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Ethnomusico1ogy, Winter 2010 Recording Reviews p. 171

Dema: Music from the Marind Anim. Anthology of music from West Papua #2. 2008. Recorded by Jan Verschueren. PAN Records, Leiden, RMP 4018. The Verschueren collection 1962, Royal Tropical Institute. One compact disc. Booklet (20 pp.) in English by Fred Gales and Rein Spoorman, including two maps and photographs from Dutch archives.

This significant CD is the second in a series documenting the little-known musical traditions of West Papua from the Institute for Multicultural Music Studies (IMS), an independent Netherlands-based foundation that strives to advance the study of traditional musics through print, audiovisual, and online media. Founded in 1999, its first projects focus on the cultural heritage of former Dutch colonies, including West Papua and Suriname. Recordings have been made in West Papua since 1910, and although most have languished in archives in the Netherlands. these recordings remain-largely due to Indone­sian repression of West Papuan culture after occupation in 1963-the largest collections of musical traditions from this region. Only two brief tracks had been released prior to the efforts of the IMS. Thus, this CD series, with its detailed documentation, is an invaluable contribution to the body of published musical knowledge. The initial CD in the anthology, Muo Remé: Dance of the Cassowary (2002), focuses on musics from the northeast coastal area recorded by J.C. Anceaux between 1954 and 1961, many of which are the only known examples of their kind.
Dema: Music from the Marind Anim takes the listener to the southeast region of West Papua. It features forty-two tracks of music drawn from a col­lection of recordings made by Jan Verschueren, a Catholic priest who worked in the area from 1931 until his death in 1970. Fluent in the language, he had a deep respect for Marind traditions, and-despite political and missionary efforts to the contrary-encouraged the use of local artistic motifs and mu­sical elements in more contemporary contexts. He also published and con­tributed to the scholarship of others. The 1962 recordings were undertaken at the request of the Museum of Ethnology in Leiden, and they, along with wax cylinder recordings made in 1933 at the request of Jaap Kunst (two of which are included on the CD), are the only existing records of the music of the great cults of the Marind people.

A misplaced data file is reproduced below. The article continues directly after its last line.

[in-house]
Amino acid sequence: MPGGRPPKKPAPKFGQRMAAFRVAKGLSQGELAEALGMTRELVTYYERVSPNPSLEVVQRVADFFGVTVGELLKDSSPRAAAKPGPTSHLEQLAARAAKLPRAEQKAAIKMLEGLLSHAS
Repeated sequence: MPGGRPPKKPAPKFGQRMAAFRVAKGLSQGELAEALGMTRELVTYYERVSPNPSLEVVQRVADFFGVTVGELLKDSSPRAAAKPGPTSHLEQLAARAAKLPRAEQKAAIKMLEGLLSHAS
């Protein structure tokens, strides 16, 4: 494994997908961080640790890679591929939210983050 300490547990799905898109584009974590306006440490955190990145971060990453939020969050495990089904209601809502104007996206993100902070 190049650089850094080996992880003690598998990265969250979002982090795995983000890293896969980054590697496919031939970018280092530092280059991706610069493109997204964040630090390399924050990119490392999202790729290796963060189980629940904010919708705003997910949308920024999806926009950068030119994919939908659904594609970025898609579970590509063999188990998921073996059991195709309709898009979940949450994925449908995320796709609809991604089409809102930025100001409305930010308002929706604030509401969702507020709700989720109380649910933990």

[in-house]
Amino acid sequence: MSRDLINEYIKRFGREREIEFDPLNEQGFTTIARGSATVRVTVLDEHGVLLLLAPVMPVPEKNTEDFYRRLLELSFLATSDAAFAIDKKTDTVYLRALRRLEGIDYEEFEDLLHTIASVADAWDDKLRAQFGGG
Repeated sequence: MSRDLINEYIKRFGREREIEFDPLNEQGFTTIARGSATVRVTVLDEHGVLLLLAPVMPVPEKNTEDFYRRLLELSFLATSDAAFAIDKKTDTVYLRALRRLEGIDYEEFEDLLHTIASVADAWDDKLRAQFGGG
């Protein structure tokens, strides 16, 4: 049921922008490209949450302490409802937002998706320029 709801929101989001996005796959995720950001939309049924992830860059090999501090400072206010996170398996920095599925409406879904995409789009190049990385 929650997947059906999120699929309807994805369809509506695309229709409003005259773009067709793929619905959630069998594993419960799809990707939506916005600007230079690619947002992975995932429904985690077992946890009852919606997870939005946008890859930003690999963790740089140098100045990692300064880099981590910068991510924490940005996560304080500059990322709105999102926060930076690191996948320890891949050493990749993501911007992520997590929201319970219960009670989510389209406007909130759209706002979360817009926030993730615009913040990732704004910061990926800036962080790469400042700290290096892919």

A primary- feature of Marind Anim culture was belief in the Dema, spirits associated with ancestors, places, objects, totems, and forces of nature. Dema created the world, and the stories of their travels were reenacted in dramatic performances during which men-wearing elaborate, colorful costumes­-would be transformed into the spirits. Interwoven with Dema beliefs were sexual practices, including group sex and ritualized male homosexuality, that early twentieth-century Dutch authorities and missionaries viewed as not only unacceptable but also a major factor in the spread of introduced venereal diseases. Consequently, by the early 1920s the magnificent feasts and rituals,